We did not see much of Tariq for the rest of the day nor most of Saturday, either. He was up in the apartment playing the piano. Fortunately, all the work at that end of the apartment had been finished, so he did not get in the workmen's way.

Anyway, they finished the work on the apartment just after two on Saturday. Matt came around to check everything and told me that it was all ready, so I phoned Marcia and let her know. She informed me that the removal people were moving them in the morning and that they expected to be at Priory about lunchtime.

Tariq was up in his room playing. Johnny popped up a couple of times to see if he wanted a drink or anything. The second time he came down, he told me that Tariq was trying to use his left hand. I wondered if that was wise, but Johnny informed me that Tariq's physiotherapist had told him to try to use it as much as he could.

As Anne was out Saturday afternoon, I had suggested we should go to the Crooked Man for dinner, a suggestion which Anne agreed with, leaving me Saturday afternoon free to do some writing. I was doing quite well, having knocked out a couple of articles for a scientific magazine that was one of my regular customers and a review of a second-rate, popular-science book for a Sunday supplement. I was just about to start on a review of the final updates I had done to my maths book when the phone went. It was Chris.

"Could you do an interview about the environmental impact of the sinking?" he asked.

"What sinking?" I asked.

"Haven't you heard the news?" he replied.

"No, I've been busy writing," I responded.

"Well, a bulk carrier has gone down in the Bristol Channel by Lundy Island. It's a marine nature reserve. We need comments for the ten o'clock news."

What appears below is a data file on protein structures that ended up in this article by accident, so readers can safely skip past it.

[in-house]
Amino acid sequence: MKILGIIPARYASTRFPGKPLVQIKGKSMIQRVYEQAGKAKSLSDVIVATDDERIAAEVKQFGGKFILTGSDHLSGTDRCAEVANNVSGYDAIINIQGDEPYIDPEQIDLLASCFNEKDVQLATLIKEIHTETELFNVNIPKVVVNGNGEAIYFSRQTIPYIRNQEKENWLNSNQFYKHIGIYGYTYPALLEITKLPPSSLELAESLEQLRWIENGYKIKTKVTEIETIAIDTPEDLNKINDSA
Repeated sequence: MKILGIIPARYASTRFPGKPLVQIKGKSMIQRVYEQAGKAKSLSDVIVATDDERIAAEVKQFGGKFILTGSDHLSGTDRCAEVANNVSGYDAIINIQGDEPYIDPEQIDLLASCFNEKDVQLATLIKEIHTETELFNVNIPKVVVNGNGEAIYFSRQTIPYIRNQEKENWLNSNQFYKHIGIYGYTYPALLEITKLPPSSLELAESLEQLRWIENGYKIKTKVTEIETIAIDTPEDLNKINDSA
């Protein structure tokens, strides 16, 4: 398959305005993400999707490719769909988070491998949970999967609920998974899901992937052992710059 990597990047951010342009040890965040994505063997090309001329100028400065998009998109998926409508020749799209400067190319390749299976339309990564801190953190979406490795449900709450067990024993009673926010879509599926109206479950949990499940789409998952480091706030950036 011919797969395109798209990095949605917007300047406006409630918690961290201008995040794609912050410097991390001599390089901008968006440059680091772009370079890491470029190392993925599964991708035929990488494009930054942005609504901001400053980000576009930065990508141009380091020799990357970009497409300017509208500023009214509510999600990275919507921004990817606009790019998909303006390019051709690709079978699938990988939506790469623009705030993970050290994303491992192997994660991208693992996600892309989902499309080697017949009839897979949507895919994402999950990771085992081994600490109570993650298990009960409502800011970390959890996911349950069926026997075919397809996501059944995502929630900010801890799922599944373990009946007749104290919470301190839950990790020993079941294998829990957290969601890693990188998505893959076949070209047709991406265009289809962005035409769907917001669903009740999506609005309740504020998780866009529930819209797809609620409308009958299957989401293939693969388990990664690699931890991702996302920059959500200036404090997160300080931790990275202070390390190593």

"Sorry, Chris, not my field. You need an environmentalist," I pointed out.

"Have you ever tried finding an expert on a Saturday afternoon," he responded. "I'll be lucky if I can find somebody who can put marine and environment into the same sentence the way this is going."

"Well, I know a writer who specialises in environmental subjects; you could give her a try," I commented. Then I gave him Marcia's number.

"Thanks. Fancy doing a spot on the Infinite Monkey Cage?"


"I'll put you down for one," Chris replied. With that, he rang off. Then he rang back. "Forgot to tell you regarding Wednesday's recording. Any chance you could talk about the impact of Martian dust storms on the Curiosity Rover?"

"Yes," I replied.

"Good," he responded. "That will cut down the number of participants, which will make life easier." With that, he rang off again. I made a note to check up on the Curiosity Rover before Wednesday. I got back to my writing.

Anne got back a little after five, exhausted. It seems that she had taken her sister to the new Lidl supermarket that had opened in Southmead. I expressed the view that the cost of petrol to get over there was probably more than any savings they could have made. Anne informed me it was not about the savings; it was the fact they stocked a lot of continental stuff you just could not get at the local Tesco's or Sainsbury's.